The independent news organization of Duke University

Snow White and the Huntsman

If you like the Twilight movies because you enjoy watching Kristen Stewart crash and burn, Snow White and the Huntsman will only disappoint.

Who knew that Stewart, who plays the frustratingly gorgeous and somewhat grungy princess-turned-fugitive, could actually act? Snow White does not speak in a monotone or blink twenty times per sentence, nor does she find herself paired with the painfully awkward Robert Pattinson or incredibly dull Taylor Lautner. Rather, she is a strong yet innocent woman who, by the movie’s end, is anything but a helpless victim. Perhaps Stewart is more successful as Snow White because she barely has any speaking lines in the first third of the movie. Still, when Snow White escapes from the Queen’s castle and fights her way through the dark forest to escape Thor—I mean, the Huntsman, played by Chris Hemsworth—Stewart proves herself as an actress who just might win the audience’s respect. She even holds her own next to Charlize Theron—an impressive feat.

Theron does not seem like the villainess type, but Snow White and the Huntsman demonstrates just how well the dark side suits her. As the Evil Queen, a mere glance from Theron is enough to make you squirm, her ice-blue gaze commanding the screen. The Queen’s sexualized, dementor-like ability to suck the youth out of her subjects is haunting, and her thirst for blood is deliciously nightmarish. She’s manipulative, obsessive, abusive and completely terrifying. While the “scary” aspects of the film could have been cheesy, the special effects make them stunning; from a magic mirror that melts and reforms as a living, liquid figure to bellow, “You are the fairest of them all” to an army of invincible men created from shards of black glass, each fantasy element is an amalgamation of both beauty and darkness.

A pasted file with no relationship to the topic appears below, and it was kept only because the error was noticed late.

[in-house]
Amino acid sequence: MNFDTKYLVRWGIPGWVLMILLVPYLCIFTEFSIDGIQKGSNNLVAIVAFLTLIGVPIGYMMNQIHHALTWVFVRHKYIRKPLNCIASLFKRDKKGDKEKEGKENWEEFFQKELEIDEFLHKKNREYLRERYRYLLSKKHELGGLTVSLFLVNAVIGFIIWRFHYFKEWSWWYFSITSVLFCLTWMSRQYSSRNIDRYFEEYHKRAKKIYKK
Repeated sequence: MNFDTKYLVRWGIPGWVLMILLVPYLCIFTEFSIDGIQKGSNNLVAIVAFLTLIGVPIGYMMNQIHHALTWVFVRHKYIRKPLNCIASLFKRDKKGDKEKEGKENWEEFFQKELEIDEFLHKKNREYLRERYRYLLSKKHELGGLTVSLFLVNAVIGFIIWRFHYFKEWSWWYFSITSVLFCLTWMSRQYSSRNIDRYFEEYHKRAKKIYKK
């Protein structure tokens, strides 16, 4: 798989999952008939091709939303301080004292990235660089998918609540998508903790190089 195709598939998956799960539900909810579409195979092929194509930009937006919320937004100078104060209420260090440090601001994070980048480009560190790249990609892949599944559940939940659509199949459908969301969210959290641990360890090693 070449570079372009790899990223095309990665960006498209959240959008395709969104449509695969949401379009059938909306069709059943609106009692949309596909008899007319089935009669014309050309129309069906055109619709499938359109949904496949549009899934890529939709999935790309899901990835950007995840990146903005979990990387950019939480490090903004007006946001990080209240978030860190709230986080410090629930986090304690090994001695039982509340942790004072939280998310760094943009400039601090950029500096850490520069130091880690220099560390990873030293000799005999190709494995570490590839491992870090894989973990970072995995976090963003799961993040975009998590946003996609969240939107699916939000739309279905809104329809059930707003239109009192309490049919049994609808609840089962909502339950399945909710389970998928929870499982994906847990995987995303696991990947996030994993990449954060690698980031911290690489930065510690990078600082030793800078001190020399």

The cinematography is quite stunning, in fact, throughout the film. Whether the camera is focused on the evil or the good, it always captures a touch of magic, bringing the fairytale to life. Many of the old Disney elements are present (yes, even the dwarves) but with a more modern, dark edge. You won’t find any singing forest creatures here, but you will find plenty of nail-biting action and even a few unpredictable twists. The film (and Kristen Stewart) far exceeded my expectations, and it is the best fairytale adaptation I’ve seen. And never fear, Twilight fans, Snow White and the Huntsman still features a love triangle, although Hemsworth only takes his shirt off once.